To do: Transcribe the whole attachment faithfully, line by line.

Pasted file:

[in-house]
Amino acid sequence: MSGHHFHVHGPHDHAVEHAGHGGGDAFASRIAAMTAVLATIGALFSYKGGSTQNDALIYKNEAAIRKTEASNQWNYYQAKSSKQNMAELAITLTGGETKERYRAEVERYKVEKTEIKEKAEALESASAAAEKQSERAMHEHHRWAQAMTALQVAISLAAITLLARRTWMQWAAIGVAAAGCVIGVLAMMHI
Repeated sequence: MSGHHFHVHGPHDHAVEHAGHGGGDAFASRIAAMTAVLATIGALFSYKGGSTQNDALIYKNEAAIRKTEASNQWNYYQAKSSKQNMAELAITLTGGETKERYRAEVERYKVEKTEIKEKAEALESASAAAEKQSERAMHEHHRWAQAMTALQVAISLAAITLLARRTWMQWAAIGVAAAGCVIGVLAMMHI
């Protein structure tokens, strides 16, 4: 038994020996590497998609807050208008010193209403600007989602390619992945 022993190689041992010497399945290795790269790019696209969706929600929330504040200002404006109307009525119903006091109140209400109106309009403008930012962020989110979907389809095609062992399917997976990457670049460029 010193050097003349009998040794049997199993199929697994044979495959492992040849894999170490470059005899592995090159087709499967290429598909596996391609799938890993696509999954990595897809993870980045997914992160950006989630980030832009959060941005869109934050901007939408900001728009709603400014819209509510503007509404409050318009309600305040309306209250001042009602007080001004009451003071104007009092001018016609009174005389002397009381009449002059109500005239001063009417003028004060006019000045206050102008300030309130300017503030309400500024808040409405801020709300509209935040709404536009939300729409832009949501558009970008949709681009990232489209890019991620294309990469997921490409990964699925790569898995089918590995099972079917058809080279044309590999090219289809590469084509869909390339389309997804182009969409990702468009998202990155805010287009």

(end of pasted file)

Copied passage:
[in-house]
Amino acid sequence: MSGHHFHVHGPHDHAVEHAGHGGGDAFASRIAAMTAVLATIGALFSYKGGSTQNDALIYKNEAAIRKTEASNQWNYYQAKSSKQNMAELAITLTGGETKERYRAEVERYKVEKTEIKEKAEALESASAAAEKQSERAMHEHHRWAQAMTALQVAISLAAITLLARRTWMQWAAIGVAAAGCVIGVLAMMHI
Repeated sequence: MSGHHFHVHGPHDHAVEHAGHGGGDAFASRIAAMTAVLATIGALFSYKGGSTQNDALIYKNEAAIRKTEASNQWNYYQAKSSKQNMAELAITLTGGETKERYRAEVERYKVEKTEIKEKAEALESASAAAEKQSERAMHEHHRWAQAMTALQVAISLAAITLLARRTWMQWAAIGVAAAGCVIGVLAMMHI
């Protein structure tokens, strides 16, 4: 038994020996590497998609807050208008010193209403600007989602390619992945 022993190689041992010497399945290795790269790019696209969706929600929330504040200002404006109307009525119903006091109140209400109106309009403008930012962020989110979907389809095609062992399917997976990457670049460029 010193050097003349009998040794049997199993199929697994044979495959492992040849894999170490470059005899592995090159087709499967290429598909596996391609799938890993696509999954990595897809993870980045997914992160950006989630980030832009959060941005869109934050901007939408900001728009709603400014819209509510503007509404409050318009309600305040309306209250001042009602007080001004009451003071104007009092001018016609009174005389002397009381009449002059109500005239001063009417003028004060006019000045206050102008300030309130300017503030309400500024808040409405801020709300509209935040709404536009939300729409832009949501558009970008949709681009990232489209890019991620294309990469997921490409990964699925790569898995089918590995099972079917058809080279044309590999090219289809590469084509869909390339389309997804182009969409990702468009998202990155805010287009």